McLeish had been horrified at his error with the back-pass and, in Richard Gordon’s detailed account of the match Glory In Gothenburg, he said he had “hit it blind”.
“Willie and I hit it blind back to Jim a million times because of our telepathy but on that occasion I didn’t carry through on the advice I had given to other players.” he said.
The mistake was seized on by Ferguson in the dressing room at the break but after tempers flared the manager changed tack and challenged the team in a different way, asking them if they wanted to win, and if they were prepared to show how good they were. McLeish didn’t put a foot wrong as Aberdeen lifted their game after the restart.
Strachan and Black had chances, Cooper tried his luck and then Black had another golden opportunity when Weir’s cross was deflected but he headed well over. Aberdeen were on top but couldn’t make it count and extra-time was needed to separate the sides.
Real had the first chance of the added half hour but shot wide before Doug Rougvie forced a save with a powerful header. Santillana tested Leighton and half-time in extra time passed.
John Hewitt had been brought on as a substitute for Black after an injury in the closing minutes of regulation time but Ferguson hadn’t been pleased with his contribution and said that he had been considering subbing the sub as time ticked down. Deciding against it was one of the manager’s better decisions.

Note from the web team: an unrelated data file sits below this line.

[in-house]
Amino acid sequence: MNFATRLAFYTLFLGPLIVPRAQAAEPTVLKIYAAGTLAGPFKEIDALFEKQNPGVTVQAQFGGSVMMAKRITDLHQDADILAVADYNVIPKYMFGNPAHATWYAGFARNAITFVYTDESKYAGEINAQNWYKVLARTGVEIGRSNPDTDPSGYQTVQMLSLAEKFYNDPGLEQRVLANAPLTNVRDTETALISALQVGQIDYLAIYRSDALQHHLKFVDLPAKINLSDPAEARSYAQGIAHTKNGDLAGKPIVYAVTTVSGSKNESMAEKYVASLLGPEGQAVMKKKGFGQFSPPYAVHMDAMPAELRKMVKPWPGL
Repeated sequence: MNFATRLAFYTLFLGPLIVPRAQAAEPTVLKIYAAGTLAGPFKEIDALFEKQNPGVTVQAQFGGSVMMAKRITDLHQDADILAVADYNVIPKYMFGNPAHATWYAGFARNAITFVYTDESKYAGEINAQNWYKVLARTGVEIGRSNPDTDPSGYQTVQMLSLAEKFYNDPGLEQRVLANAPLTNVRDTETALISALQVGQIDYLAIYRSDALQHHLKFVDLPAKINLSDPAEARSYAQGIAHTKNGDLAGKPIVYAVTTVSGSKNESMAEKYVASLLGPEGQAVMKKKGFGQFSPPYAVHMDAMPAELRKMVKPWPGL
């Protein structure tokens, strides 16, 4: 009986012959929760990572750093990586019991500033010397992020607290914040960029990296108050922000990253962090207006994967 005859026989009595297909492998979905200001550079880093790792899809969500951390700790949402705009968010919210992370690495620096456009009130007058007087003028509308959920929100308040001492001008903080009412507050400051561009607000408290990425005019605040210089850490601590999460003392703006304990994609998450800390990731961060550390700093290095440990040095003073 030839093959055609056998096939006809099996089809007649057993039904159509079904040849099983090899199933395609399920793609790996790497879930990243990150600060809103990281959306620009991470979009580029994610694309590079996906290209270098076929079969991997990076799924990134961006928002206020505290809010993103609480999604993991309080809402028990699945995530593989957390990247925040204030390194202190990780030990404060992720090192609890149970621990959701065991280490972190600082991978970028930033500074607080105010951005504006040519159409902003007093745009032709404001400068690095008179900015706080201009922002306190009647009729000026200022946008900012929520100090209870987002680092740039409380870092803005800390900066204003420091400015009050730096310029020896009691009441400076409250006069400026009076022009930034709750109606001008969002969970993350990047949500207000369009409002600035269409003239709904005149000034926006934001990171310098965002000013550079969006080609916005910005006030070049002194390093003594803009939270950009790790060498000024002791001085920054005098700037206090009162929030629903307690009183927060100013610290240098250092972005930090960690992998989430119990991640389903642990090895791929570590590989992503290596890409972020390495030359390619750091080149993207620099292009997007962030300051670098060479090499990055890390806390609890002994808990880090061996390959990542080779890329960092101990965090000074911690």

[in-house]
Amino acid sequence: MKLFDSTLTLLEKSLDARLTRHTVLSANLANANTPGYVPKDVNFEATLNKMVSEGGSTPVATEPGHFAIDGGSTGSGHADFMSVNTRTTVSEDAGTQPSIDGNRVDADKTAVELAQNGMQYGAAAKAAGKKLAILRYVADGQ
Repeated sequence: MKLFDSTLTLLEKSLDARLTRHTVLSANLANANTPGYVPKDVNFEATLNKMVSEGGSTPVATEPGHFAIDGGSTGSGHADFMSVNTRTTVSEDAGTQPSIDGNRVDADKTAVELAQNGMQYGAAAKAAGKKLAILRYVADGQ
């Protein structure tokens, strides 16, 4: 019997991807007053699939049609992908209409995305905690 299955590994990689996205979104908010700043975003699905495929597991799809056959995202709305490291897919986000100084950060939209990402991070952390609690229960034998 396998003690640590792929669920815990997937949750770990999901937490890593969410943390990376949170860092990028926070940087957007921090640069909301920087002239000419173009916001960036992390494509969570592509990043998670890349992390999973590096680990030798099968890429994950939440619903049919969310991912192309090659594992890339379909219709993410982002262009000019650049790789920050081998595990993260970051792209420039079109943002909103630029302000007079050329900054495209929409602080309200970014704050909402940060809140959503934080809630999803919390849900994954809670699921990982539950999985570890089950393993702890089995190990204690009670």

Peter Weir collected the ball and began a run down the left, leaving three Real players in his wake. He knocked a long pass forward for Mark McGhee, who used a burst of pace to get clear of his marker before playing in a cross. Hewitt made a near post run and leapt, beating Agustin to the ball and glancing a header across and into the net.
“It was just a case of me letting it hit my head and directing it in the goal – I couldn’t really miss, Hewitt told STV ahead of the anniversary.
“I keep saying that to people, I think if I had missed that goal then I would probably have had to leave Aberdeen. But as it turned out to be, it was the winning goal of the evening and to date the most important goal in the club’s history.”
Real Madrid had eight minutes to fight back but could muster nothing. The final whistle went and brought wild celebrations in the pouring rain as Ferguson and his players celebrated an unlikely ascent to footballing greatness.
The conquering heroes returned to Aberdeen to an open-top bus tour with the trophy and streets lined with partying fans. Ferguson described the scenes afterwards as “unforgettable” and believed his time as Aberdeen boss was what made him as a manager.
In his autobiography, he has plenty to say about the game itself and the character and talents that made up the side that is still being celebrated 40 years later but he believes the definitive quote came from Real Madrid manager Alfredo Di Stefano in the wake of his side’s defeat.
“Aberdeen have what money can’t buy,” Di Stefano said. “A soul and a team spirit built in a family tradition.”